A woman plays a video game using a virtual-reality headset at an arcade in Shanghai.

A woman plays a video game using a virtual-reality headset at an arcade in Shanghai.

A Netflix for video games?

Google Stadia made waves at this year’s E3 Gaming Convention. It’s a streaming service for games where subscribers can log in and play.

You don’t need an Xbox or PlayStation. There’s no lengthy download process. Just open a new Chrome browser tab and you’re good to start playing.

It’ll launch in November of 2019, and it already has over 4,000 developers on board.

Sounds good, right? But how much of a cough game-changer might this new subscriber payment model be? Stadia won’t start out with all games being subscription-based. Writing for The Verge, Sean Hollister notes, “Primarily, Google tells us you should expect to buy, not rent cloud games for the same retail prices you’d find on other platforms like PlayStation Network, Xbox Live, and Steam.”

Hollister concludes his piece by saying that “we don’t know if Stadia is any good yet. We hope to find out soon. But either way, it seems like the cloud gaming wars are nearly here.”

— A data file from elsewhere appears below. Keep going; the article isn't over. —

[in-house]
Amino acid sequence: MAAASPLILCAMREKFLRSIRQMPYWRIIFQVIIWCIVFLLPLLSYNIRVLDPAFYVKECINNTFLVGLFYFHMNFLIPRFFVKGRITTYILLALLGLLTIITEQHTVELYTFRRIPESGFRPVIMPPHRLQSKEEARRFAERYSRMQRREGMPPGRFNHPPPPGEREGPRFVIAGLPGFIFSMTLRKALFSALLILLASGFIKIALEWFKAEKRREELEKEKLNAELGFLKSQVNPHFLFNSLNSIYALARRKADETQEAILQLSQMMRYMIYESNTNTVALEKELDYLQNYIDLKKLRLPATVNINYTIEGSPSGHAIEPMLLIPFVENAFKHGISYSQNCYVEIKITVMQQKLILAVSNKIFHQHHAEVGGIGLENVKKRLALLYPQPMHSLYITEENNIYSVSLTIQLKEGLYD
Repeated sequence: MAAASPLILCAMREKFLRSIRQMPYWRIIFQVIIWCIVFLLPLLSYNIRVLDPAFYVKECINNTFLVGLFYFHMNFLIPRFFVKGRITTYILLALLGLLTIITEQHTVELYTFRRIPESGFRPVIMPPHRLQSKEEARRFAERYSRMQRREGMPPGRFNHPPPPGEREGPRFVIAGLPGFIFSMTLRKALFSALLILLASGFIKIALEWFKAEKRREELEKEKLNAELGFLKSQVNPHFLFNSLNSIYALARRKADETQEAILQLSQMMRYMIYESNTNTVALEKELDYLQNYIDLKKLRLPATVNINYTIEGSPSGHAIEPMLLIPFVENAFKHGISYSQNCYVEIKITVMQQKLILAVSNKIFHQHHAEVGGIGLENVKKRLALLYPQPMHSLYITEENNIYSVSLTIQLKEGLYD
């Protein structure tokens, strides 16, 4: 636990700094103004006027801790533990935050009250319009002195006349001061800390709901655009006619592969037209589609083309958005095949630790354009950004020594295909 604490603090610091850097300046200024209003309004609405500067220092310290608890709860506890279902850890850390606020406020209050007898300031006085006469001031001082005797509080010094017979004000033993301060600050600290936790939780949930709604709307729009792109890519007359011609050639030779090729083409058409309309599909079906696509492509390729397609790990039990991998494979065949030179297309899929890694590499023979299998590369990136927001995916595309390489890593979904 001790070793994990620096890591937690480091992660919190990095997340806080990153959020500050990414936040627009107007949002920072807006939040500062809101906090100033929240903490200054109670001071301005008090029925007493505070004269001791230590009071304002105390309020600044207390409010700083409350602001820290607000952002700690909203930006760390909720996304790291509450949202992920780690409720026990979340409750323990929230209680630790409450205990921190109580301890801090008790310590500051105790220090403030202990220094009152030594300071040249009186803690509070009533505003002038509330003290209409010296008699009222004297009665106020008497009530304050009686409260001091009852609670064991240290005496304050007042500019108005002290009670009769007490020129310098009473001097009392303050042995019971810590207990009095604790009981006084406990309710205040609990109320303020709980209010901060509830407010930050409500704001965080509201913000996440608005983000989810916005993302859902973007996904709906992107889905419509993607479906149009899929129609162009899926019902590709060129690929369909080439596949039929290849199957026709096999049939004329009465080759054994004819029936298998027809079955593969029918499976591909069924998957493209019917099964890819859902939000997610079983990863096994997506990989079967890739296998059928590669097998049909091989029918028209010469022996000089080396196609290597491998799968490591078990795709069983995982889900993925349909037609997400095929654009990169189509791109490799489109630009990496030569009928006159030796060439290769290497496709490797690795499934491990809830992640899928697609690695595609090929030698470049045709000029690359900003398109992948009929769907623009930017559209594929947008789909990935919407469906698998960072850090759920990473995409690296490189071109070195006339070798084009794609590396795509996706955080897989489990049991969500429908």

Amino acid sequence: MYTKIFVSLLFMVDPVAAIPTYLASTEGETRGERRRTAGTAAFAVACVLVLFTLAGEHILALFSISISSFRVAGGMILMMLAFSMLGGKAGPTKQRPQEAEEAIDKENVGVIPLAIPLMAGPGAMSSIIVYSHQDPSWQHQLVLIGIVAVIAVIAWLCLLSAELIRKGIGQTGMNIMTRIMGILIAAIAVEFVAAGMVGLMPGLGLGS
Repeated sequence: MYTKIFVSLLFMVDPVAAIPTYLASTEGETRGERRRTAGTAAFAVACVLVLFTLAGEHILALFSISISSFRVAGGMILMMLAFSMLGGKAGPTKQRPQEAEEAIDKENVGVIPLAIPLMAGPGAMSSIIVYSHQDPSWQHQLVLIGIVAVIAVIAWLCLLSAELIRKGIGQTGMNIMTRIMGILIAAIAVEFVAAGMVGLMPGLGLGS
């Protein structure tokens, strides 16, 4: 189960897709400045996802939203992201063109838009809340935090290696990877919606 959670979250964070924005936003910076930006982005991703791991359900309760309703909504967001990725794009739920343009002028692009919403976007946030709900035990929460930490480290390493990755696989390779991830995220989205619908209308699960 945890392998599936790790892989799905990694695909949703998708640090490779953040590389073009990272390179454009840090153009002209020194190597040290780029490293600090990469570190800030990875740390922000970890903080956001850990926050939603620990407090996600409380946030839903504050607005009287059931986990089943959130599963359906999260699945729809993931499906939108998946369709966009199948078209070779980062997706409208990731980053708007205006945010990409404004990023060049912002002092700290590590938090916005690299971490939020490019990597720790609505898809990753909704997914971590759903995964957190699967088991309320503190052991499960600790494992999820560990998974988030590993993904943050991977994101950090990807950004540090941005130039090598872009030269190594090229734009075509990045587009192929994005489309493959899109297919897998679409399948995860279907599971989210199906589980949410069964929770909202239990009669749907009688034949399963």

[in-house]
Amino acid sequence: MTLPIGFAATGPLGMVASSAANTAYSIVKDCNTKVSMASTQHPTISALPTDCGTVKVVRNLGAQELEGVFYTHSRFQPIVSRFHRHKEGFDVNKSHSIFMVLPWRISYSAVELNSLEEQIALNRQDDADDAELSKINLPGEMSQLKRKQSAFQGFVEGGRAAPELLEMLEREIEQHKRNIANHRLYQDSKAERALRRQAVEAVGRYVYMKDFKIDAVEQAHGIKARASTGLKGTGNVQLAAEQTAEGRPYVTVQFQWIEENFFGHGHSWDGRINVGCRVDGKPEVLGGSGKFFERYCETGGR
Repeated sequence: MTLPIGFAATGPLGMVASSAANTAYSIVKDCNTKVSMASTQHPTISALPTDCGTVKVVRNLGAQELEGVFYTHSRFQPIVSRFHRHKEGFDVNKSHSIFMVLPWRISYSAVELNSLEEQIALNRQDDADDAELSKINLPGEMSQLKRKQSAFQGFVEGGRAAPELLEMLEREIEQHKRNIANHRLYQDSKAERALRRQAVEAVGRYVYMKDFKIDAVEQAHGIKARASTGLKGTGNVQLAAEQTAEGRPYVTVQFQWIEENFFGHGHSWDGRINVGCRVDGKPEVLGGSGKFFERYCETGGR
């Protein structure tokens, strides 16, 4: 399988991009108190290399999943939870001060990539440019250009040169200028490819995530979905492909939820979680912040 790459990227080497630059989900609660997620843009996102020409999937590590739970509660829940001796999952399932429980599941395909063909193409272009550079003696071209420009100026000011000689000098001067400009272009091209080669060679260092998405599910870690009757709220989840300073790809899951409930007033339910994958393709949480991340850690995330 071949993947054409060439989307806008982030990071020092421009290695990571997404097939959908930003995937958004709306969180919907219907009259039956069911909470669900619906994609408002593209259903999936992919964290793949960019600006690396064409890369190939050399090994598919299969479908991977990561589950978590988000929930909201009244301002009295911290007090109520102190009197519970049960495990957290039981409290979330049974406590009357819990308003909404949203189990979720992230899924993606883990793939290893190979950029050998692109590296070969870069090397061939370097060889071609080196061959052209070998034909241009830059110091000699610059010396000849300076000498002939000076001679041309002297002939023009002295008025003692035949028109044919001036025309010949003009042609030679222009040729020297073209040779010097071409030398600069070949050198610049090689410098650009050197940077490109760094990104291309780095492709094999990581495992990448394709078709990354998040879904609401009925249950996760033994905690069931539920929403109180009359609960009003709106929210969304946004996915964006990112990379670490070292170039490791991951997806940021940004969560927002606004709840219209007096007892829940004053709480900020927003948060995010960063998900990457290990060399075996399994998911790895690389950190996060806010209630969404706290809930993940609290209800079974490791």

And how will this level of accessibility affect the traditional gaming industry?

We wrap up our Game Mode series by looking at this technology and how it and other developments could define the future of gaming. And we’d like to hear from you directly, gamers: what changes and innovations would you like to see?

Contact us here.

Produced by Morgan Givens.


  • Kyle Orland Senior gaming editor, Ars Technica; author, "The Game Beat: Observations and Lessons from Two Decades Writing About Games"; @KyleOrl
  • Gabe Gurwin Contributor, Digital Trends and Upload VR; @gamingangelgabe

Topics + Tags

Most Recent Shows

The News Roundup – Domestic

Friday, Jan 17 2020The Senate impeachment trial will begin in earnest. Virginia ratifies the Equal Rights Amendment. The Houston Astros are caught cheating.